There are currently around 2.63 million foreign citizens residing in Japan, up approximately 170,000 from the previous year (as of January 1, 2019, Basic Resident Registration). Moreover, Japan is expected to accept up to around 340,000 additional people from abroad over the next five years following an amendment to the Immigration Control Act in December 2018, which is aimed at increasing the number of foreign workers accepted into the country. Under such circumstances, achieving "multicultural coexistence" is becoming an increasingly urgent issue in local communities.
Since 1985, the Japan Foundation has been hosting "The Japan Foundation Prizes for Global Citizenship" program that awards international exchange organizations with strong ties to local communities. We also undertake a follow-up project to share information and build networks among award winners. In the fiscal year 2018, participants attended workshops and visited communities where multicultural coexistence is practiced on July 26-27, 2019 based on the theme "Bringing Together People and Cultures for a Multicultural Coexistence Society." A public symposium was held on July 27, in which regular citizens also attended. Here is our report on the two-day events.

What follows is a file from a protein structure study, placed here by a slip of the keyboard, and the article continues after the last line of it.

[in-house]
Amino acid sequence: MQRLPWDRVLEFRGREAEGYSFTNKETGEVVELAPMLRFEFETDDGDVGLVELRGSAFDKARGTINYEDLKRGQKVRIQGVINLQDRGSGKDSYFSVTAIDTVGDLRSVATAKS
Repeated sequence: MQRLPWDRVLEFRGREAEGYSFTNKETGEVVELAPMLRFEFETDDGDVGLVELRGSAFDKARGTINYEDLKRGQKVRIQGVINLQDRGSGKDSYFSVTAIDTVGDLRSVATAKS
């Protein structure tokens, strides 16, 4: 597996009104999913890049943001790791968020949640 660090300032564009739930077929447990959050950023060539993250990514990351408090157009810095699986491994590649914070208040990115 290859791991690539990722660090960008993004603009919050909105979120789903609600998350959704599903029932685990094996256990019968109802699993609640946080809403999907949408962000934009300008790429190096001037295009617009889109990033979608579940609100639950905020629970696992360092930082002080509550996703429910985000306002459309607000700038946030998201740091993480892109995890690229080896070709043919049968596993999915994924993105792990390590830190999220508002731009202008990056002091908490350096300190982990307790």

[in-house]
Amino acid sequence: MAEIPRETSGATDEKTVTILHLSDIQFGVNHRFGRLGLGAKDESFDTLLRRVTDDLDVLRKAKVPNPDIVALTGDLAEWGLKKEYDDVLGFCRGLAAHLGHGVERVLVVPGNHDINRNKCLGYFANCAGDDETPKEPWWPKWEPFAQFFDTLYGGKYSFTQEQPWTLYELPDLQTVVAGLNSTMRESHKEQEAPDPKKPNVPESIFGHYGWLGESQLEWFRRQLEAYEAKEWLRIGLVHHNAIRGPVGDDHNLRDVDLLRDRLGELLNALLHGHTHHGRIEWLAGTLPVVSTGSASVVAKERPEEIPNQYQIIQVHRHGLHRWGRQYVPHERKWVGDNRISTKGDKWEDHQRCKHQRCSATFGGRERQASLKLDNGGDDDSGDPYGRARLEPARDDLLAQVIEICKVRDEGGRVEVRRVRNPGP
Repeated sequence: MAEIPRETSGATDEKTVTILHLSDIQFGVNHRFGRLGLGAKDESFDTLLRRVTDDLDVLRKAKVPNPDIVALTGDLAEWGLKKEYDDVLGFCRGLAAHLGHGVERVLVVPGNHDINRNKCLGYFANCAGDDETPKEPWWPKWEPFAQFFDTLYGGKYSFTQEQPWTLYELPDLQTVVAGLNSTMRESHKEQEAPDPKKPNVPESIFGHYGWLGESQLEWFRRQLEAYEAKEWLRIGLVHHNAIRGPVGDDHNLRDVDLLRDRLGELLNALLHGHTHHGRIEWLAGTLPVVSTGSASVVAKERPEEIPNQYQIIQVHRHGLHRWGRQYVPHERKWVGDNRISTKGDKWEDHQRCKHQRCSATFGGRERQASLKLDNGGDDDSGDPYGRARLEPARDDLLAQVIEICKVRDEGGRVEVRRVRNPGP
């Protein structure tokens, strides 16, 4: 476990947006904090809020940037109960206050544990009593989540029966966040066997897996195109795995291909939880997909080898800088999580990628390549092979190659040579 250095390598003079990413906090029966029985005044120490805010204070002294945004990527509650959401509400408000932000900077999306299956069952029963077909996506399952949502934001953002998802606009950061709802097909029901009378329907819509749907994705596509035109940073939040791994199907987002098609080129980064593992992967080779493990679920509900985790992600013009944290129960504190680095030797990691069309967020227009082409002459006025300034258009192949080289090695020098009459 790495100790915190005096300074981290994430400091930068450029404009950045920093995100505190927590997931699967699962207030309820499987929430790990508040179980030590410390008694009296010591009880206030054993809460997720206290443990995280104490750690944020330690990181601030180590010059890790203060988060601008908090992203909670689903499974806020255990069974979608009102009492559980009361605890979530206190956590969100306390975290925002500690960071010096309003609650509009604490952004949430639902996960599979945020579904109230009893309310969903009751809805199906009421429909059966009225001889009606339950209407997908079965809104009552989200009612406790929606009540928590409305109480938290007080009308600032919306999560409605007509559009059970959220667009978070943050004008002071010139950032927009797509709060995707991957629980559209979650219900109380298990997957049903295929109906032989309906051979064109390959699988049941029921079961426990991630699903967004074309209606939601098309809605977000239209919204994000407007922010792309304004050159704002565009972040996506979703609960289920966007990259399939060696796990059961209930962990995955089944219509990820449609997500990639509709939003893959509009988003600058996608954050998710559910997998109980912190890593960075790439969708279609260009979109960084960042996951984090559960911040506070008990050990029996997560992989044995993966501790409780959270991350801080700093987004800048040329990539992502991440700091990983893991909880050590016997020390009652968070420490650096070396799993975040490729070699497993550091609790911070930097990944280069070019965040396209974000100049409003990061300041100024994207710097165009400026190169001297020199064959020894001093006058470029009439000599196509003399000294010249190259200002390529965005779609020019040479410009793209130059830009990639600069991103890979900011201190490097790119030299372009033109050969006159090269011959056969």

Participants in the workshop
The workshop for this year's program was held in Yokkaichi City, Mie Prefecture, where initiatives for multicultural coexistence are being ambitiously promoted. The prefecture is witnessing an increase in new arrivals, including foreign workers and their families, mainly Brazilians who have entered the country since the 1990s. In recent years, there has also been an increase in newcomers from Asia. More than 50,000 foreign citizens currently reside in the prefecture, an increase of 6.2% from the previous year (Mie Prefecture foreign national residents/census by region as of December 31, 2018), while the prefecture's ratio of foreign residents ranks fourth in Japan (Survey by the Ministry of Internal Affairs and Communications as of January 1, 2019). Within the prefecture, Yokkaichi City is home to the largest number of foreign nationals, with about 9,800 living in the city.